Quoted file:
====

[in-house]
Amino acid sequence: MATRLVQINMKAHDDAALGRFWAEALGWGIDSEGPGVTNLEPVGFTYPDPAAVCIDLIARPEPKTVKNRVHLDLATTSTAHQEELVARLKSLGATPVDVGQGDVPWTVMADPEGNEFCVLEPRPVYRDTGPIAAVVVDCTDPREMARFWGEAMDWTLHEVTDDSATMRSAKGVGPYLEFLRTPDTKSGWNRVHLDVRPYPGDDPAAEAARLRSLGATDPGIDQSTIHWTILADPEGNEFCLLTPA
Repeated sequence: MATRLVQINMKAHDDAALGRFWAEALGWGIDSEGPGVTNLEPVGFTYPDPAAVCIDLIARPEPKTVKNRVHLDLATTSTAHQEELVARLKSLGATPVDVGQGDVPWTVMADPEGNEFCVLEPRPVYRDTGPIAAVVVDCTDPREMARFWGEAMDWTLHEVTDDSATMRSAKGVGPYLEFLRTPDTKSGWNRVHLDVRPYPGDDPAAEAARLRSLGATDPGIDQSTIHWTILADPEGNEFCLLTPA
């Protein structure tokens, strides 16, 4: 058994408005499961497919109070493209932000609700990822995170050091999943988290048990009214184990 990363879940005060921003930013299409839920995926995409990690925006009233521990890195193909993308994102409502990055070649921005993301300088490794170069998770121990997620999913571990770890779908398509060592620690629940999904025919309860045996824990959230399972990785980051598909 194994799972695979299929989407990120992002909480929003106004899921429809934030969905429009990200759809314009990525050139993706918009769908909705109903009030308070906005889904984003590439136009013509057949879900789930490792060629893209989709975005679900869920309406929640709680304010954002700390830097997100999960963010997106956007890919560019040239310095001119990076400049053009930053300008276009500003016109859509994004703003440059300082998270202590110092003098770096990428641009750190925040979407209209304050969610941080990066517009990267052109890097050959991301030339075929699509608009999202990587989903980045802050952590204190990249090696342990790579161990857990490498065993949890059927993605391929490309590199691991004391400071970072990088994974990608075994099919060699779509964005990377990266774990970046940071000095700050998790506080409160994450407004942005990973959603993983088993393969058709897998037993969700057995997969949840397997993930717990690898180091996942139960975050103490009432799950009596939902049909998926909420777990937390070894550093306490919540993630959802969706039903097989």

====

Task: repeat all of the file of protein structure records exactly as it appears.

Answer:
[in-house]
Amino acid sequence: MATRLVQINMKAHDDAALGRFWAEALGWGIDSEGPGVTNLEPVGFTYPDPAAVCIDLIARPEPKTVKNRVHLDLATTSTAHQEELVARLKSLGATPVDVGQGDVPWTVMADPEGNEFCVLEPRPVYRDTGPIAAVVVDCTDPREMARFWGEAMDWTLHEVTDDSATMRSAKGVGPYLEFLRTPDTKSGWNRVHLDVRPYPGDDPAAEAARLRSLGATDPGIDQSTIHWTILADPEGNEFCLLTPA
Repeated sequence: MATRLVQINMKAHDDAALGRFWAEALGWGIDSEGPGVTNLEPVGFTYPDPAAVCIDLIARPEPKTVKNRVHLDLATTSTAHQEELVARLKSLGATPVDVGQGDVPWTVMADPEGNEFCVLEPRPVYRDTGPIAAVVVDCTDPREMARFWGEAMDWTLHEVTDDSATMRSAKGVGPYLEFLRTPDTKSGWNRVHLDVRPYPGDDPAAEAARLRSLGATDPGIDQSTIHWTILADPEGNEFCLLTPA
């Protein structure tokens, strides 16, 4: 058994408005499961497919109070493209932000609700990822995170050091999943988290048990009214184990 990363879940005060921003930013299409839920995926995409990690925006009233521990890195193909993308994102409502990055070649921005993301300088490794170069998770121990997620999913571990770890779908398509060592620690629940999904025919309860045996824990959230399972990785980051598909 194994799972695979299929989407990120992002909480929003106004899921429809934030969905429009990200759809314009990525050139993706918009769908909705109903009030308070906005889904984003590439136009013509057949879900789930490792060629893209989709975005679900869920309406929640709680304010954002700390830097997100999960963010997106956007890919560019040239310095001119990076400049053009930053300008276009500003016109859509994004703003440059300082998270202590110092003098770096990428641009750190925040979407209209304050969610941080990066517009990267052109890097050959991301030339075929699509608009999202990587989903980045802050952590204190990249090696342990790579161990857990490498065993949890059927993605391929490309590199691991004391400071970072990088994974990608075994099919060699779509964005990377990266774990970046940071000095700050998790506080409160994450407004942005990973959603993983088993393969058709897998037993969700057995997969949840397997993930717990690898180091996942139960975050103490009432799950009596939902049909998926909420777990937390070894550093306490919540993630959802969706039903097989």